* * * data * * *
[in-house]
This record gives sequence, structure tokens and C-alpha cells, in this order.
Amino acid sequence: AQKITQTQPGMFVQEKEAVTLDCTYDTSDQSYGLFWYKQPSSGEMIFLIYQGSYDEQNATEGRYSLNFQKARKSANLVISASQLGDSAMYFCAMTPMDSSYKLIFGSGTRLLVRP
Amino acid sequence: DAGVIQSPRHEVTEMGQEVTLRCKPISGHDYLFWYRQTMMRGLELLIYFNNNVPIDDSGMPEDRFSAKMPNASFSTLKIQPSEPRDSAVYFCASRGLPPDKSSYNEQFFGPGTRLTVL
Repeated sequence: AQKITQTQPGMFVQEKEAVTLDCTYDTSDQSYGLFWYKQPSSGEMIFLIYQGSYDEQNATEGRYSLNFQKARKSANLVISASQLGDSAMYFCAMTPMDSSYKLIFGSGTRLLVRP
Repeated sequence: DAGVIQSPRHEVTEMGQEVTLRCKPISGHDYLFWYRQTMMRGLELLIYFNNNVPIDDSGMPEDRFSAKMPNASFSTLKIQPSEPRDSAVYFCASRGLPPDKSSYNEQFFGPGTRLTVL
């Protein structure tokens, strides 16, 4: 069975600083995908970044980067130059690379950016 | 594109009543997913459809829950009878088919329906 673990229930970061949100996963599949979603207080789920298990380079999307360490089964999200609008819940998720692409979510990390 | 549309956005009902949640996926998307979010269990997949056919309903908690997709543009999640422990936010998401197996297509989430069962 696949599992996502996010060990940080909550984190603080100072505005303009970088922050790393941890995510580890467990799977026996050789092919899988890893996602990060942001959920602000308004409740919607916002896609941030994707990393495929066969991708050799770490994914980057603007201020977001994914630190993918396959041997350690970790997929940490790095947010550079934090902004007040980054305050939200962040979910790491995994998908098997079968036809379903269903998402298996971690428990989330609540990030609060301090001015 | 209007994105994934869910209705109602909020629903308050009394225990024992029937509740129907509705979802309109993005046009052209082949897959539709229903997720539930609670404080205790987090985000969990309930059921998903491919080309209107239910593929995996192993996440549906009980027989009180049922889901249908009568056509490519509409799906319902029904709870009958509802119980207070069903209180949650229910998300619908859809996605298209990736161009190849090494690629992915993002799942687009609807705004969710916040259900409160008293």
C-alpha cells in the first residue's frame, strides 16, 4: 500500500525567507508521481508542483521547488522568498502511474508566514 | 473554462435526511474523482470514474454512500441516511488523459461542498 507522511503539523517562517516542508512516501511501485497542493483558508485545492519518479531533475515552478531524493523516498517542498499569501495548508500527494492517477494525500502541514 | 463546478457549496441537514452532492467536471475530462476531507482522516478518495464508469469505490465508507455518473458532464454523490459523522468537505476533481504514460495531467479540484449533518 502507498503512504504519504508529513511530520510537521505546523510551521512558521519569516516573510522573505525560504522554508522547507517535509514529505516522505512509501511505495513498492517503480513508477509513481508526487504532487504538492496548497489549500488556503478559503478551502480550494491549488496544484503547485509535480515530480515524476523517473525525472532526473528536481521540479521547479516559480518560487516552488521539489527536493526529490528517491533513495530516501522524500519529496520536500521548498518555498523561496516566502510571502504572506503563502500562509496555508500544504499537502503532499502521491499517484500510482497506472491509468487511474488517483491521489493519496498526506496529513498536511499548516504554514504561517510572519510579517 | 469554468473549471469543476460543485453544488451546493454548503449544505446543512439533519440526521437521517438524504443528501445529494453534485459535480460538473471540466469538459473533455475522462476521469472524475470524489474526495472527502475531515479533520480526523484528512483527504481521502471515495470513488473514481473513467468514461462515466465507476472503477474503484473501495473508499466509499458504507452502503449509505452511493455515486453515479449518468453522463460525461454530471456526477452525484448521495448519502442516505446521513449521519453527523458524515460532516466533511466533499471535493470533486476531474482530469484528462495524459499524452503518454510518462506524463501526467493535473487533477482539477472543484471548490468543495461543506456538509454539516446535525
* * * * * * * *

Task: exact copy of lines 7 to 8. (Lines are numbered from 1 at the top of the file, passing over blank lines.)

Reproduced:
């Protein structure tokens, strides 16, 4: 069975600083995908970044980067130059690379950016 | 594109009543997913459809829950009878088919329906 673990229930970061949100996963599949979603207080789920298990380079999307360490089964999200609008819940998720692409979510990390 | 549309956005009902949640996926998307979010269990997949056919309903908690997709543009999640422990936010998401197996297509989430069962 696949599992996502996010060990940080909550984190603080100072505005303009970088922050790393941890995510580890467990799977026996050789092919899988890893996602990060942001959920602000308004409740919607916002896609941030994707990393495929066969991708050799770490994914980057603007201020977001994914630190993918396959041997350690970790997929940490790095947010550079934090902004007040980054305050939200962040979910790491995994998908098997079968036809379903269903998402298996971690428990989330609540990030609060301090001015 | 209007994105994934869910209705109602909020629903308050009394225990024992029937509740129907509705979802309109993005046009052209082949897959539709229903997720539930609670404080205790987090985000969990309930059921998903491919080309209107239910593929995996192993996440549906009980027989009180049922889901249908009568056509490519509409799906319902029904709870009958509802119980207070069903209180949650229910998300619908859809996605298209990736161009190849090494690629992915993002799942687009609807705004969710916040259900409160008293």
C-alpha cells in the first residue's frame, strides 16, 4: 500500500525567507508521481508542483521547488522568498502511474508566514 | 473554462435526511474523482470514474454512500441516511488523459461542498 507522511503539523517562517516542508512516501511501485497542493483558508485545492519518479531533475515552478531524493523516498517542498499569501495548508500527494492517477494525500502541514 | 463546478457549496441537514452532492467536471475530462476531507482522516478518495464508469469505490465508507455518473458532464454523490459523522468537505476533481504514460495531467479540484449533518 502507498503512504504519504508529513511530520510537521505546523510551521512558521519569516516573510522573505525560504522554508522547507517535509514529505516522505512509501511505495513498492517503480513508477509513481508526487504532487504538492496548497489549500488556503478559503478551502480550494491549488496544484503547485509535480515530480515524476523517473525525472532526473528536481521540479521547479516559480518560487516552488521539489527536493526529490528517491533513495530516501522524500519529496520536500521548498518555498523561496516566502510571502504572506503563502500562509496555508500544504499537502503532499502521491499517484500510482497506472491509468487511474488517483491521489493519496498526506496529513498536511499548516504554514504561517510572519510579517 | 469554468473549471469543476460543485453544488451546493454548503449544505446543512439533519440526521437521517438524504443528501445529494453534485459535480460538473471540466469538459473533455475522462476521469472524475470524489474526495472527502475531515479533520480526523484528512483527504481521502471515495470513488473514481473513467468514461462515466465507476472503477474503484473501495473508499466509499458504507452502503449509505452511493455515486453515479449518468453522463460525461454530471456526477452525484448521495448519502442516505446521513449521519453527523458524515460532516466533511466533499471535493470533486476531474482530469484528462495524459499524452503518454510518462506524463501526467493535473487533477482539477472543484471548490468543495461543506456538509454539516446535525